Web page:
Quantum Walks and Search Algorithms

Quantum walks has emerged as one of the main techniques with which we can construct powerful quantum algorithms. This minicourse aims to introduce the most important models of quantum walks and spatial searching algorithms based on quantum walks, alongside a gentle introduction to elements of quantum computing. Afterwards, we will discuss how to implement two models of quantum walks using a superconducting quantum computer, as well as spatial searching.
Bruno Chagas' Short Bio
Bruno Chagas joined ICHEC in January 2020, and he is currently involved in projects in quantum chemistry and Noisy Intermediate-Scale Quantum (NISQ) computers. He obtained his Ph. D. in Computational Modelling at National Laboratory for Scientific Computing (Brazil, 2018), defending his thesis about quantum algorithms based on quantum walks and analysis of its transport properties. Prior to joining ICHEC, Bruno Chagas was a postdoc researcher at Federal University of Minas Gerais, Brazil, researching in physical realizations of Quantum Walks in NISQ computers, and received the certificate of Qiskit Advocate from IBM. Bruno has been working on projects involving quantum walks and optimization algorithms with students in Brazil and Portugal.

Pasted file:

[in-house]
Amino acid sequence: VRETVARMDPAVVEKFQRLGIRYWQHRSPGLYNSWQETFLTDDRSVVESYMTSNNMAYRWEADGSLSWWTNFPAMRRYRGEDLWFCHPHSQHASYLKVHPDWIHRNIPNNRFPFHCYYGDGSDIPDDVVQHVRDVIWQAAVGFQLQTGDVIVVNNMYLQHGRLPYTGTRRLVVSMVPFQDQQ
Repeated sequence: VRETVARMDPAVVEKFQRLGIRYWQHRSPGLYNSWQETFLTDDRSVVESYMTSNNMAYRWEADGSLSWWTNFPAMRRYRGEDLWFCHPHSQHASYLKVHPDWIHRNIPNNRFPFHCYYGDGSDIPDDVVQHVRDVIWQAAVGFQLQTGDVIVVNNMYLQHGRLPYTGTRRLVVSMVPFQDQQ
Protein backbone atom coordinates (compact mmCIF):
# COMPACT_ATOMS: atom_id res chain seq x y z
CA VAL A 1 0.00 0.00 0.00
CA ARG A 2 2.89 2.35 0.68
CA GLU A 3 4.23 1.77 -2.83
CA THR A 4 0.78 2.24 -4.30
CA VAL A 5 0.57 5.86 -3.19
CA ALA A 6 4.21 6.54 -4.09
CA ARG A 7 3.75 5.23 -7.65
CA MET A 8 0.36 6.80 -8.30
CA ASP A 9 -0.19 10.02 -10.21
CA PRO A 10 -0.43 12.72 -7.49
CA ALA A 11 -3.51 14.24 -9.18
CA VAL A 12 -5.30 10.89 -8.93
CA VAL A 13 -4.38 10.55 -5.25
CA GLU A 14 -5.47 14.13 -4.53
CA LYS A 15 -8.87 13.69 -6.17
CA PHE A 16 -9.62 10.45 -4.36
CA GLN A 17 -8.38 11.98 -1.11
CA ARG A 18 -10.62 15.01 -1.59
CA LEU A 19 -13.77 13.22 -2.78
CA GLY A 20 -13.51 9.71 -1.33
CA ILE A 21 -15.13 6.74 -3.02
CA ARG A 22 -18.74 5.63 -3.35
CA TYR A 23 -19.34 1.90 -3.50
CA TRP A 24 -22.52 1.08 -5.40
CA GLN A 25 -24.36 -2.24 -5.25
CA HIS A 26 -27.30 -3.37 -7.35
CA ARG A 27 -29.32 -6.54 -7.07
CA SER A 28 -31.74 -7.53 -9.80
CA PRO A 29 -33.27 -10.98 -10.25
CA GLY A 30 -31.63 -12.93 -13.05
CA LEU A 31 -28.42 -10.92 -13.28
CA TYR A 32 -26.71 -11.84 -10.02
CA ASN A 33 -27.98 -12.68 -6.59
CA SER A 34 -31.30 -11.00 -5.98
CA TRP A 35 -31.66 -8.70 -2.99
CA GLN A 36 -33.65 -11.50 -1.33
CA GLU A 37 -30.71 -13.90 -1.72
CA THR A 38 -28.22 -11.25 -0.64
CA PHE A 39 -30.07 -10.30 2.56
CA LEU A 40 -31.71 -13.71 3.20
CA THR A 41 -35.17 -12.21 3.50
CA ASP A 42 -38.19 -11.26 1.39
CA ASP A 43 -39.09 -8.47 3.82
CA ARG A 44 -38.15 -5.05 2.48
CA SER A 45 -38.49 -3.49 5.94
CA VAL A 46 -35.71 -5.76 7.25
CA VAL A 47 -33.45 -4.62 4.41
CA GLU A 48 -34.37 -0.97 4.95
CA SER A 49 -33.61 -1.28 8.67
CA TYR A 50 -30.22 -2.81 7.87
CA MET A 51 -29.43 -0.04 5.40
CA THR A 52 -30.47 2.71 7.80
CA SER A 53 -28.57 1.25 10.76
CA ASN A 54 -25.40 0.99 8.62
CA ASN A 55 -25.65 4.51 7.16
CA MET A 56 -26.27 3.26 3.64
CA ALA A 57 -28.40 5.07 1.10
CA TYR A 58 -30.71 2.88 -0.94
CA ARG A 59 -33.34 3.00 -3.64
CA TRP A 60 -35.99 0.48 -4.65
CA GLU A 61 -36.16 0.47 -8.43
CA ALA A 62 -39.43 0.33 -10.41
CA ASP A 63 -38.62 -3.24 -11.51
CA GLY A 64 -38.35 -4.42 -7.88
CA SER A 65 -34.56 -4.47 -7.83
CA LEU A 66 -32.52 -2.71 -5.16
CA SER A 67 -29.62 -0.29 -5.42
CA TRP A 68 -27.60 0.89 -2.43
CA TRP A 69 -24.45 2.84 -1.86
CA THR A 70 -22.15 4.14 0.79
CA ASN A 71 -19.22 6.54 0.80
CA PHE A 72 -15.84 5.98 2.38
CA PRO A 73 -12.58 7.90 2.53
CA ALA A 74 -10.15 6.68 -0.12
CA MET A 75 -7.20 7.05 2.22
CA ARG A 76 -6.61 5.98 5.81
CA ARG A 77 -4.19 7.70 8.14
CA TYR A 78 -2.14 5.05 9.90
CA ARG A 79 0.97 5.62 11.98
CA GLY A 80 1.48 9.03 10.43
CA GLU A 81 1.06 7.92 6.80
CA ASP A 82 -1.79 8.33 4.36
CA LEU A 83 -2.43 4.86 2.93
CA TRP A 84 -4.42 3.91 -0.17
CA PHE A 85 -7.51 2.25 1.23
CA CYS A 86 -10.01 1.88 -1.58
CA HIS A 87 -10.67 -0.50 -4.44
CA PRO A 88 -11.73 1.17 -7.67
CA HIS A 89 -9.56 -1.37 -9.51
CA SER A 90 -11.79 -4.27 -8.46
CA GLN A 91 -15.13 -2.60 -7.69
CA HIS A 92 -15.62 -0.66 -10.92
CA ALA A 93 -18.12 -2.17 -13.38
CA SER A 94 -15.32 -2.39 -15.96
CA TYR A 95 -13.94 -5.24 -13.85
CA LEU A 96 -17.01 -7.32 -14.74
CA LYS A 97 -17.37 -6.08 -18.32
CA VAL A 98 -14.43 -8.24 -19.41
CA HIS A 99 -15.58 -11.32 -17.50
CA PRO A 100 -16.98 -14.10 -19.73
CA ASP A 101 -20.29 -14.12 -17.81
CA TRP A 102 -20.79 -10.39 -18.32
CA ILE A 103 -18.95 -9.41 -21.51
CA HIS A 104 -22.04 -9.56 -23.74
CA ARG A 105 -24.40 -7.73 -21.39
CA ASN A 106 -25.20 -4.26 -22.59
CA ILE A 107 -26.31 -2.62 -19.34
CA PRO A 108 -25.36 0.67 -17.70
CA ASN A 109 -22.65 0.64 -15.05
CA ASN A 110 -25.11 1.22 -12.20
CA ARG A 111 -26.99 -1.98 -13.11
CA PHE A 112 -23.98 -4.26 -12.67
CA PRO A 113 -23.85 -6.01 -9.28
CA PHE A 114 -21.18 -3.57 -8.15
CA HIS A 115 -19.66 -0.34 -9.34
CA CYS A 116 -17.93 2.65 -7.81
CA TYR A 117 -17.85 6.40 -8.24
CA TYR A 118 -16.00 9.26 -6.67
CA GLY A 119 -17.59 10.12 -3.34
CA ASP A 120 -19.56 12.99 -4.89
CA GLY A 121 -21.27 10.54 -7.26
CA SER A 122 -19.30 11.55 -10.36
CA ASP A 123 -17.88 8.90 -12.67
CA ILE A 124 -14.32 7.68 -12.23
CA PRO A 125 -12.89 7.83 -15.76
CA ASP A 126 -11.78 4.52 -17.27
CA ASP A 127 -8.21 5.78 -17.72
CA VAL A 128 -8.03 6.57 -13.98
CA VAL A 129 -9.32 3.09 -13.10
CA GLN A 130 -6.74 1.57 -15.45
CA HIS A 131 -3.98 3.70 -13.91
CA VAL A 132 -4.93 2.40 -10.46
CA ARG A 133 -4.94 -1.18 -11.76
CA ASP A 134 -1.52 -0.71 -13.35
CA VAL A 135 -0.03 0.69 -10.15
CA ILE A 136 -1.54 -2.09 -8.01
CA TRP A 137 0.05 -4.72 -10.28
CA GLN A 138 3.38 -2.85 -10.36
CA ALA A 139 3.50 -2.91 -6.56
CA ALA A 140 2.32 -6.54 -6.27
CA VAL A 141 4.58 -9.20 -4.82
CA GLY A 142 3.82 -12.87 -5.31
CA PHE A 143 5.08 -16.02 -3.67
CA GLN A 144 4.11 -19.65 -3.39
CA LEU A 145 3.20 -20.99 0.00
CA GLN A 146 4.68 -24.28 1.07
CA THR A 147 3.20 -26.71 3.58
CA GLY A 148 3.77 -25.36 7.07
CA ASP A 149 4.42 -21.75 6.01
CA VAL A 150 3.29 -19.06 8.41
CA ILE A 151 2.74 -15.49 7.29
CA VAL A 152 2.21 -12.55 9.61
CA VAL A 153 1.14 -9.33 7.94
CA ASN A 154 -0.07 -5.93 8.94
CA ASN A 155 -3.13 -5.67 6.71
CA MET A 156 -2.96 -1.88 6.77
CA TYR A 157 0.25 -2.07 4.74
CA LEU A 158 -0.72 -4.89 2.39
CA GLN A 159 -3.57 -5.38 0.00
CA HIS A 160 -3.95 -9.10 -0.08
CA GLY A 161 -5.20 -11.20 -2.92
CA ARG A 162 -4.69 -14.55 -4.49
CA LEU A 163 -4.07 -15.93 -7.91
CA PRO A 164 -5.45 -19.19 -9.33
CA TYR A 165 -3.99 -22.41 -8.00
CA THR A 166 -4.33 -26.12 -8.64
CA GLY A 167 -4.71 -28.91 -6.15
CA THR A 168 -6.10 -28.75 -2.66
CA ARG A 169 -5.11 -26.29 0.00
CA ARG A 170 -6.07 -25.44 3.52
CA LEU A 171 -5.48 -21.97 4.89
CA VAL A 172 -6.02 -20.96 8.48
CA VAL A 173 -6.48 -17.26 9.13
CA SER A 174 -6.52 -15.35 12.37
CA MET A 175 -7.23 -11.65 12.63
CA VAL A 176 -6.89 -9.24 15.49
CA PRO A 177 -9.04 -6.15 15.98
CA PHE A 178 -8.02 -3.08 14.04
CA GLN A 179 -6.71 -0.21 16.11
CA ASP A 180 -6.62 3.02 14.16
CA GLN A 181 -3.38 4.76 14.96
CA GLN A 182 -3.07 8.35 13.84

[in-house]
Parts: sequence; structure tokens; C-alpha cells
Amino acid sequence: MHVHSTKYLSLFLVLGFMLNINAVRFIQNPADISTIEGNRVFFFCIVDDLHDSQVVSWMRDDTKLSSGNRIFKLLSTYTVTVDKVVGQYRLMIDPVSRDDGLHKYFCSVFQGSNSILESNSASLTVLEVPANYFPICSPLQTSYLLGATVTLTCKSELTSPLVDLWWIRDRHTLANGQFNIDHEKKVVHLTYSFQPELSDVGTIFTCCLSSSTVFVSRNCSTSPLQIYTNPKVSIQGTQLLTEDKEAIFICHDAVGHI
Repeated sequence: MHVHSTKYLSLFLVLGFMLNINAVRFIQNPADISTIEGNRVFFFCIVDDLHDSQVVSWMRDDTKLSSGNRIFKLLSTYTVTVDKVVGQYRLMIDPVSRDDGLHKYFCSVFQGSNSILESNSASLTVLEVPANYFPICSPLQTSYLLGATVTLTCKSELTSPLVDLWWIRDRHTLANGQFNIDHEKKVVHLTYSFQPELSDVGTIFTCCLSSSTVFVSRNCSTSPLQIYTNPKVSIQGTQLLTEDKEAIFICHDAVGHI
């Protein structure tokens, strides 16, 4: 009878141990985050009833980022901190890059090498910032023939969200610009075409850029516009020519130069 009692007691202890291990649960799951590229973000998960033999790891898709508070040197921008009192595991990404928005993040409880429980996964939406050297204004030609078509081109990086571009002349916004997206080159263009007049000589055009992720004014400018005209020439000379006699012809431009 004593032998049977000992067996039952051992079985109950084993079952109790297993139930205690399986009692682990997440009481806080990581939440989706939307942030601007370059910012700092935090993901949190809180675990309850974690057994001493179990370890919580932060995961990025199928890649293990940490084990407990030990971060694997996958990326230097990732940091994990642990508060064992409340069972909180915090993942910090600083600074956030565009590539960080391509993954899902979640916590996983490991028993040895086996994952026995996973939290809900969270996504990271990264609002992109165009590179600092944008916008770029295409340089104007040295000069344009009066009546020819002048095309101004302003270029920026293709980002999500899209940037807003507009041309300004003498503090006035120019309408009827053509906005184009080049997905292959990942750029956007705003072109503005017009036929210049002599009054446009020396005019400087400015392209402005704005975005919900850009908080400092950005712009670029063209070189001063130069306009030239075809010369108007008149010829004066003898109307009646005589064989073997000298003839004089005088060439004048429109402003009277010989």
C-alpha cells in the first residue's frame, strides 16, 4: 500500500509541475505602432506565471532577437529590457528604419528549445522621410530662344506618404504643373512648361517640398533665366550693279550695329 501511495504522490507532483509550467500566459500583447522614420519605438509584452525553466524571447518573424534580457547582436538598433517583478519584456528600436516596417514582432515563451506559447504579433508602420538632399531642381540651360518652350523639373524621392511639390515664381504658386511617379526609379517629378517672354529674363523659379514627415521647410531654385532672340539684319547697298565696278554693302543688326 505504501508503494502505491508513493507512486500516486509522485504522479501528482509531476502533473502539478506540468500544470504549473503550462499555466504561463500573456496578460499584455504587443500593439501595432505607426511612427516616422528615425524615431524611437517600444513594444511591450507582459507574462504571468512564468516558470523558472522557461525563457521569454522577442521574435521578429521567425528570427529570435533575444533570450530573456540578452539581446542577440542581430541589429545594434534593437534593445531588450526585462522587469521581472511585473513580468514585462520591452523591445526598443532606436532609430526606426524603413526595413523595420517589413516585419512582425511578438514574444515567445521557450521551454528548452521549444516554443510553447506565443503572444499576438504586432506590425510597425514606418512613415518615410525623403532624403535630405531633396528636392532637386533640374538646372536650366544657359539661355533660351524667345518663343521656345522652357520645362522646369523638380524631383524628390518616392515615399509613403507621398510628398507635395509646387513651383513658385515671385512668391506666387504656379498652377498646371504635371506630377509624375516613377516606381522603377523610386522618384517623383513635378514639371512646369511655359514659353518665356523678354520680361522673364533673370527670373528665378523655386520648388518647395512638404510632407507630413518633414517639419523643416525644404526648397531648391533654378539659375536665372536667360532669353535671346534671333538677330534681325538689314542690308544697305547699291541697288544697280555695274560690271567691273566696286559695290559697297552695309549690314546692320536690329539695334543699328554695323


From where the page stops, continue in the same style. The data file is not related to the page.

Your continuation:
(Recent Advances in) Choreography-based Programming

Construction and analysis of distributed systems that consist of message passing processes is hard. Typical challenges include proving deadlock freedom (i.e., the processes never get stuck), proving protocol compliance (i.e., the processes communicate as intended), and proving functional correctness (i.e., the processes compute the intended outcome). Choreography-based programming is a new programming paradigm to overcome these challenges. The idea is to use a new kind of programming artefact---choreographies---to specify and/or implement distributed systems.

In two presentations, I will present the two main approaches to choreography-based programming.

[1] Ruben Hamers, Sung-Shik Jongmans. Discourje: Runtime Verification of Communication Protocols in Clojure. TACAS 2020, LNCS 12078, 266-284. Preprint
[2] Erik Horlings, Sung-Shik Jongmans. Analysis of Specifications of Multiparty Sessions with dcj-lint. ESEC/FSE 2021, 1590-1594. Preprint
[3] Sung-Shik Jongmans and Petra van den Bos. A Predicate Transformer for Choreographies. ESOP 2022, in press. Preprint
lecture 1, lecture 2
Sung-Shik Jongmans' Short Bio
Sung-Shik is an assistant professor in the Department of Computer Science at Open University of the Netherlands. His work focuses on multi-party session types. He is also a visiting researcher in the following institutes: Centrum Wiskunde & Informatica, the Netherlands Foundation of Scientific Research Institutes; Department of Computing, Imperial College London; and Institute for Computing and Information Sciences, Radboud University Nijmegen.

Student Presentations

There will be a slot for PhD students who are interested in presenting their work. This is a valuable opportunity to share ongoing work and get feedback from the various speakers and attendees.
Students will have 15 minutes to present, follow by 5 minutes of QA.
If you are interested in presenting your work, please send an email to mgc (at) inesctec (dot) pt with the following information: